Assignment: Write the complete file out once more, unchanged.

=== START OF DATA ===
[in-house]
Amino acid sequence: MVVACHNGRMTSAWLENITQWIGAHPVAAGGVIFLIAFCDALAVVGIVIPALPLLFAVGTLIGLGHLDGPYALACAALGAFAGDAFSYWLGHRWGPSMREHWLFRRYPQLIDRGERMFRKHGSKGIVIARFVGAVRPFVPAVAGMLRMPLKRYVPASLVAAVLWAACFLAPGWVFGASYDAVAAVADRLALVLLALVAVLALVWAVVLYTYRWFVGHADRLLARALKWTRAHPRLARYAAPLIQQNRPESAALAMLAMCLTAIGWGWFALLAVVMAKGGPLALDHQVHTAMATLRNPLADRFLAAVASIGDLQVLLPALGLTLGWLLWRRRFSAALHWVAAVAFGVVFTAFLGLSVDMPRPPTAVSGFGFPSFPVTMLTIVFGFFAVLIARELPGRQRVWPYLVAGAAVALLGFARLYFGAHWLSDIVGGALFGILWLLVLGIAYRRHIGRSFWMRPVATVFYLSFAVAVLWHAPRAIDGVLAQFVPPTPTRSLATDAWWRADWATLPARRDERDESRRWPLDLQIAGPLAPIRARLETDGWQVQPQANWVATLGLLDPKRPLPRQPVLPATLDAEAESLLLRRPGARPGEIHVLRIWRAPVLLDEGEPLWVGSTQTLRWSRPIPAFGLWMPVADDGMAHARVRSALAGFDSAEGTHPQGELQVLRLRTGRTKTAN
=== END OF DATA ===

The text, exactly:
[in-house]
Amino acid sequence: MVVACHNGRMTSAWLENITQWIGAHPVAAGGVIFLIAFCDALAVVGIVIPALPLLFAVGTLIGLGHLDGPYALACAALGAFAGDAFSYWLGHRWGPSMREHWLFRRYPQLIDRGERMFRKHGSKGIVIARFVGAVRPFVPAVAGMLRMPLKRYVPASLVAAVLWAACFLAPGWVFGASYDAVAAVADRLALVLLALVAVLALVWAVVLYTYRWFVGHADRLLARALKWTRAHPRLARYAAPLIQQNRPESAALAMLAMCLTAIGWGWFALLAVVMAKGGPLALDHQVHTAMATLRNPLADRFLAAVASIGDLQVLLPALGLTLGWLLWRRRFSAALHWVAAVAFGVVFTAFLGLSVDMPRPPTAVSGFGFPSFPVTMLTIVFGFFAVLIARELPGRQRVWPYLVAGAAVALLGFARLYFGAHWLSDIVGGALFGILWLLVLGIAYRRHIGRSFWMRPVATVFYLSFAVAVLWHAPRAIDGVLAQFVPPTPTRSLATDAWWRADWATLPARRDERDESRRWPLDLQIAGPLAPIRARLETDGWQVQPQANWVATLGLLDPKRPLPRQPVLPATLDAEAESLLLRRPGARPGEIHVLRIWRAPVLLDEGEPLWVGSTQTLRWSRPIPAFGLWMPVADDGMAHARVRSALAGFDSAEGTHPQGELQVLRLRTGRTKTAN